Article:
Director: Regan Hall
Cast: Lenora Crichlow, Lily James, Bradley James, Noel Clarke, Rupert Graves
Running Time: 91 mins
Release: June 15
Pitched by co-writer and star Noel Clarke as “Rocky, with girls in lycra”, Fast Girls arrives in cinemas as the build-up to the London Olympics heads into overdrive. The film, created by first time feature director Regan Hall and delivered with a hefty dose of product placement, has been billed by distributors as the feel-good hit of the summer. It isn’t.
Tracking the journey of Shania Andrews (Lenora Crichlow), a 200 metres runner from an underprivileged background who gets selected for a Great Britain team bound for the World Athletics Championships in London, the film tells a familar story. Shania’s mother is dead, her father absent, her sister unsympathetic and her aunt too preoccupied to offer support as she strives to realise her dreams. A lone wolf by nature, her arm is twisted into agreeing to join the women’s relay team. Her predicament worsens when well-to-do teammate Lisa Temple (Lily James) takes an instant dislike to her. Feeling isolated in an unfamiliar environment, Shania must resist the urge to take flight, manage her fractured relationship with Lisa, and learn to embrace the Team GB philosophy.
Fast Girls is littered with a number of random subplots. There’s Shania’s crush on a man who also appears to be the object of Lisa’s affection, her sister’s relationship with a controlling boyfriend, their coach’s murky past, and the psychological damage inflicted on Lisa by her demanding father. Each strand is clearly signposted but all remain stubbornly unexplored.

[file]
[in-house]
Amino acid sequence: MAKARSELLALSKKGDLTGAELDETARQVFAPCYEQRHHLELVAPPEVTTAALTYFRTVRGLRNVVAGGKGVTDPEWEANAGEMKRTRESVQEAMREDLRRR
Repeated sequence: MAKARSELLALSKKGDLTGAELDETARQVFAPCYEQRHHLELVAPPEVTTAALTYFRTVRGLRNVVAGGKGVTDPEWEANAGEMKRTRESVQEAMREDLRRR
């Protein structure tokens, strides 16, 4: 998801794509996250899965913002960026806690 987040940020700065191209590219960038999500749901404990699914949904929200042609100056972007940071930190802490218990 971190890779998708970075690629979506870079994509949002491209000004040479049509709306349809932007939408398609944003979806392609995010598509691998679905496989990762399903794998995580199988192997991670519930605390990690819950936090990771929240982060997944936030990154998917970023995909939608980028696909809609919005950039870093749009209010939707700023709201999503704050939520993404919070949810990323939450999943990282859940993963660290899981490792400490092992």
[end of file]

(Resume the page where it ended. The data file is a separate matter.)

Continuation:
The championships scenes – bizarrely set in 2011 – are poorly executed to the extent that it’s often difficult to tell what is happening during the races. Add to that a feeble attempt at generating an atmosphere at the big events and distractingly off-kilter lighting, and you’re left with a movie that fails miserably at managing its core elements.
Unusual for a British film the lead character is a mixed race female, with five of the six lead roles occupied by black or mixed race actors. Yet race is of little concern thematically as the chief rivalry is depicted in terms of class divide – hardly the most pioneering of approaches.
Then again Fast Girls is all about retreading old ground via an against-the-odds tale we’ve all witnessed a thousand times before. Presumably the hope was that Shania’s running would ultimately trigger an endorphin release-type feeling in the audience, but that was clearly over ambitious. This is no Rocky, and sadly it doesn’t pack anywhere near the emotional punch it’s so obviously striving for.